Freeman residents, police establish new Neighborhood Watch program

Aug. 24—FREEMAN, S.D. — A bicycle goes missing. An unfamiliar person takes photos through an open garage door. A public bathroom is vandalized.

When Freeman resident Max Alderson saw it happening recently in the town of about 1,300 along Highway 81, he decided to reach out to law enforcement and his neighbors about taking action.

"When I moved here in 2021, it seemed like a little peaceful farming town, you could call it," said Alderson, who transplanted to Freeman after living in Oklahoma. "Then I started paying closer attention and saw that there were things going on that shouldn't be."

Alderson and his fellow neighbors decided to form a local

Neighborhood Watch program

to counter what he described as concerning activity around town. The program, a national crime prevention program administered by the National Sheriff's Association, has been established in communities of all sizes around the United States, including some of the larger communities in South Dakota such as Sioux Falls, Aberdeen and Rapid City.

Since 1972, the program has been a national initiative and operates under an "extra eyes and ears" concept, according to the program website. It provides infrastructure that brings together local officials, law enforcement and citizens for protection of their communities.

Alderson noticed an increase in suspicious and criminal activity within the community since he arrived. A bicycle was stolen over the summer near one of the schools. A restroom at the Freeman Prairie Arboretum was vandalized. And Alderson said he and others have noticed individuals taking photos of residential property.

He surmised having local residents actively keeping an eye out for problems could help the town's police force, which numbers two with a chief and a patrol officer.

Alderson reached out to Jay Slevin, chief of police for Freeman, about starting a local chapter of the Neighborhood Watch program, and Slevin agreed it could be a useful tool.

"I actually had a couple of members of the public who approached me with interest in it," Slevin said. "People know that we're not around-the-clock coverage in Freeman, and getting a program like this might help cover those gaps."

Alderson and Slevin both recently took part in a public informational meeting, bringing the idea to the public. The initial meeting drew about 50 people who showed interest in the concept, which was enough for organizers to proceed with establishing a formal Neighborhood Watch chapter. Part of that process involves Slevin vetting organization members to make sure they have no outstanding warrants or other issues that may make them a liability to the program and to prevent false reports that could lead to harassment.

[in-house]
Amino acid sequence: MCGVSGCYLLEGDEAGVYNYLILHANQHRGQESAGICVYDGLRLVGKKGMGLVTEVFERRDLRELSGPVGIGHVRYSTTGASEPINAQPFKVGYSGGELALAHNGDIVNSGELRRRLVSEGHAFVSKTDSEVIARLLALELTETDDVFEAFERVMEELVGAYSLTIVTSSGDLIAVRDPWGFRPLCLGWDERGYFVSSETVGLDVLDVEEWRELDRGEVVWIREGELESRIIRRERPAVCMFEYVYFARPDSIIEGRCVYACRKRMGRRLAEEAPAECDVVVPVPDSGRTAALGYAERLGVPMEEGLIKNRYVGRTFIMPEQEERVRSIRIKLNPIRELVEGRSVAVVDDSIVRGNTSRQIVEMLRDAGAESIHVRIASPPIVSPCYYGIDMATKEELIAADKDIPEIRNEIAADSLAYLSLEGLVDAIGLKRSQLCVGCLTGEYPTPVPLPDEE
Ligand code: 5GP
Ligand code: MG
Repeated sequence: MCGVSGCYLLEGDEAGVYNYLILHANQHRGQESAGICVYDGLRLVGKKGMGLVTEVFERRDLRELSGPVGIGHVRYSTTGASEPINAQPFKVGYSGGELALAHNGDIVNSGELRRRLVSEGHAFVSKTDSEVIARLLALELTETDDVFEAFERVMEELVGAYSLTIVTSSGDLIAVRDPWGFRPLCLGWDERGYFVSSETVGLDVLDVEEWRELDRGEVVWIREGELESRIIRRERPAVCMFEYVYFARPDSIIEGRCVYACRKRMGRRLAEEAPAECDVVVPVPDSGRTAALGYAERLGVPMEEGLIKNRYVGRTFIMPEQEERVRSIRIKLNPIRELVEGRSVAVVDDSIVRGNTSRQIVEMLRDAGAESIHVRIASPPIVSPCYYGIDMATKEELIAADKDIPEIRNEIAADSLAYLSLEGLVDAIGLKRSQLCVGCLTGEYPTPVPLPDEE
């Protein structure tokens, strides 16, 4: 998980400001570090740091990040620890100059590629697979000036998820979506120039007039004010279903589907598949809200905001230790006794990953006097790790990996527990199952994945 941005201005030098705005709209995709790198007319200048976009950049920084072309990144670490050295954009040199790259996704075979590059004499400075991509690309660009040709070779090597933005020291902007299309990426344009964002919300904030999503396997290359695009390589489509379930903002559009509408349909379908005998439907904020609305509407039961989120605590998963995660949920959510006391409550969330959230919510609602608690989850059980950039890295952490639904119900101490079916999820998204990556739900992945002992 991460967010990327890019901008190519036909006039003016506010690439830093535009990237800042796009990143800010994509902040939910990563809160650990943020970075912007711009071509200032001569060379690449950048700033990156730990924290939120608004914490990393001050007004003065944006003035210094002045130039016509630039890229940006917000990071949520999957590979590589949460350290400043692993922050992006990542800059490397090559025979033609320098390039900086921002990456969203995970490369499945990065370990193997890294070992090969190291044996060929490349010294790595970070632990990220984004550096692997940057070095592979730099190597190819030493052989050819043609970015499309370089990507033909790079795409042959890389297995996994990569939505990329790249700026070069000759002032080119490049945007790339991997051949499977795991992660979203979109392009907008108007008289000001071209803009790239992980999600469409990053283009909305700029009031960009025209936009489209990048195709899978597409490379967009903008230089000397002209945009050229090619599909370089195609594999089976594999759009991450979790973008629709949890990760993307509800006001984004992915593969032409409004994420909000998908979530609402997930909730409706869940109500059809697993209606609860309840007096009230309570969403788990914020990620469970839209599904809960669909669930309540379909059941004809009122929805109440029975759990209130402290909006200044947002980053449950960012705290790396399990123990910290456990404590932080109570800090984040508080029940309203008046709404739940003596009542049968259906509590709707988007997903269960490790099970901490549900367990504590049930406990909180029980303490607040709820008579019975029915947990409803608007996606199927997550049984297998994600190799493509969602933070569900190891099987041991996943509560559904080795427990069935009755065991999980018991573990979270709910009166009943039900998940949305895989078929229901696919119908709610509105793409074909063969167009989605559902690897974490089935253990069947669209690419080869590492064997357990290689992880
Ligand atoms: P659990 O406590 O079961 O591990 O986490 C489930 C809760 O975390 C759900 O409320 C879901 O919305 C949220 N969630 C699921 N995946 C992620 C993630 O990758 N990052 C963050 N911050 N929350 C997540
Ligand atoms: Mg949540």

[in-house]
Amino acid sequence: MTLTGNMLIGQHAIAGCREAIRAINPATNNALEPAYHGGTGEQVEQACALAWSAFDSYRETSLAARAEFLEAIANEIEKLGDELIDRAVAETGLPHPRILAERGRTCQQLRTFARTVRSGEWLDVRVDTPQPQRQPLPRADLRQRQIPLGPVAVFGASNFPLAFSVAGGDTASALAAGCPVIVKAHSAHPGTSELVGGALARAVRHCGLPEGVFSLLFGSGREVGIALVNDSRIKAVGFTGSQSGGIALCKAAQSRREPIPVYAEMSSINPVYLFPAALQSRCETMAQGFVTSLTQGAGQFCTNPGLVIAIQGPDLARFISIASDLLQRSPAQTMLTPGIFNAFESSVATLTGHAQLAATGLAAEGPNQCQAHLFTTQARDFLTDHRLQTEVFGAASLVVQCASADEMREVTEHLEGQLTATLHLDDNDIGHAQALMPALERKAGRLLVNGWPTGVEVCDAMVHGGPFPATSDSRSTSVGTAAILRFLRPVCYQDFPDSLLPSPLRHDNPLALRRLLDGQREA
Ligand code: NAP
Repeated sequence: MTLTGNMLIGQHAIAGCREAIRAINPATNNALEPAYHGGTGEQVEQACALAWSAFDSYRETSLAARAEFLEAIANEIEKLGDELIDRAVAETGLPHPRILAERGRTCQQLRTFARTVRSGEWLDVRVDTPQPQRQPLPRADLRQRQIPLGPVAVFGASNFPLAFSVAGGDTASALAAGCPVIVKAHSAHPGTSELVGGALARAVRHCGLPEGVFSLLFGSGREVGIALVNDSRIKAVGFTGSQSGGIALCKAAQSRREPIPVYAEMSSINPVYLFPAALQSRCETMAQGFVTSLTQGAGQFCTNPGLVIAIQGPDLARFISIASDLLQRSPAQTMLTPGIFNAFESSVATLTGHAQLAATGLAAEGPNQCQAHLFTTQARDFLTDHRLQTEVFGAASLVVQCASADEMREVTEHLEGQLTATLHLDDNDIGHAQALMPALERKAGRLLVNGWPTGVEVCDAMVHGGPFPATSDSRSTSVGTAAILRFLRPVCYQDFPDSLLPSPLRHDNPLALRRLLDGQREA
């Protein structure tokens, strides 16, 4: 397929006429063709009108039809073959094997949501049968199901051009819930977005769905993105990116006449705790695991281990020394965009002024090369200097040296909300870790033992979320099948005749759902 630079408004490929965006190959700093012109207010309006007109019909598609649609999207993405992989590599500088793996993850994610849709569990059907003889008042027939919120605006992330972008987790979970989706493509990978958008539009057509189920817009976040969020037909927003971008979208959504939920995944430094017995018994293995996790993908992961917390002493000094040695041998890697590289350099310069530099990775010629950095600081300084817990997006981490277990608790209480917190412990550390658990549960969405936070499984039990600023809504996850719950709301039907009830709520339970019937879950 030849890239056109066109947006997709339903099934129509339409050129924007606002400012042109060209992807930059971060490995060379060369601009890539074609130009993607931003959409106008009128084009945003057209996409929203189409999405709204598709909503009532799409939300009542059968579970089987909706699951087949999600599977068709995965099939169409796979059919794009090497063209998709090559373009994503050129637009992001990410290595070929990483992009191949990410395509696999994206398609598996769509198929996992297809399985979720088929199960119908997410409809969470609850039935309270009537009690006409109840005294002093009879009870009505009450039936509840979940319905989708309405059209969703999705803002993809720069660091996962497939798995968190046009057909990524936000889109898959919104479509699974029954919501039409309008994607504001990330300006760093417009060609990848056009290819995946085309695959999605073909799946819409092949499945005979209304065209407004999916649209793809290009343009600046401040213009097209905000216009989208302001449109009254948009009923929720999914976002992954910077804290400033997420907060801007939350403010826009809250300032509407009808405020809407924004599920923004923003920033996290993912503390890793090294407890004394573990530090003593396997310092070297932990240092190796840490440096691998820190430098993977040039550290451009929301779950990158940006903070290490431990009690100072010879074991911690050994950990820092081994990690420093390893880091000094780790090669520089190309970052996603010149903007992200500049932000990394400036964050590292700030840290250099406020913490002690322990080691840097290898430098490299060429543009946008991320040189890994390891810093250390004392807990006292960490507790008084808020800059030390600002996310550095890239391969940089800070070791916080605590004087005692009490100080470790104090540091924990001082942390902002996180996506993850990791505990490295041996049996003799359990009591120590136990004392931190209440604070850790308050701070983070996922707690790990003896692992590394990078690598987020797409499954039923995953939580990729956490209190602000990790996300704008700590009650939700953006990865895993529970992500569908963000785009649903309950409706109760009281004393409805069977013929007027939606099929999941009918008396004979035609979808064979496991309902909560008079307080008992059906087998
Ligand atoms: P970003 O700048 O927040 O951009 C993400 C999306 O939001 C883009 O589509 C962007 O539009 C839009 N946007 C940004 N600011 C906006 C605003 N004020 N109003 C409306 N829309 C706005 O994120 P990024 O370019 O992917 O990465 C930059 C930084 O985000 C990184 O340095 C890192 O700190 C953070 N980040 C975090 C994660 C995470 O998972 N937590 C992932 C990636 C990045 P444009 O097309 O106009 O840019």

From a law enforcement standpoint, the program has the potential to cut down on burglaries, vandalism and even sex crimes. Even with the program only in its formative stages, it has gotten some results, Slevin said.

"In a little bit of time that we've been getting this up and running it's already resulted in an arrest. It's working," Slevin said.

As a relatively recent arrival in Freeman, Alderson said some established residents have questioned the need for the program, but he said many have come around and are now receptive to the idea. He noted that the program is not being started to keep a close eye on each other's neighbors, but rather to keep an eye out for activity in the community that clearly does not belong.

Both Slevin and Alderson said they weren't aware of many other Neighborhood Watch programs in small communities in the state, though they aren't uncommon in South Dakota's largest cities. But with crime gradually increasing on a number of fronts, every effort to make a community safer should be considered, Slevin said.

"I think of Freeman as a little paradise that not very many people know of, but it's inevitably going to grow and crime will follow," said Slevin, who grew up in Freeman and graduated from Freeman High School. "Neighborhood Watch can keep that lovely small town feel for quite a bit longer, and it's an alternative to adding police officers, because I don't think that's in the budget. Our hours are already stretched. I'm putting in 55 hours per week myself."

The group has created

a Facebook page

that has garnered almost 200 followers along with an email address that those interested in the program can contact for more information. Alderson said he would also like to do outreach at the local schools and to begin recording group meetings so those who can't attend can catch up later.

It's a lot of work, but if it means preserving the safe, secure feeling of living in a small town like Freeman, it will be worth it.

"People are speaking up when they were afraid to before," Alderson said. "I strongly believe its working."

More information can be found by contacting

or the Freeman Police Department at 605-925-7025.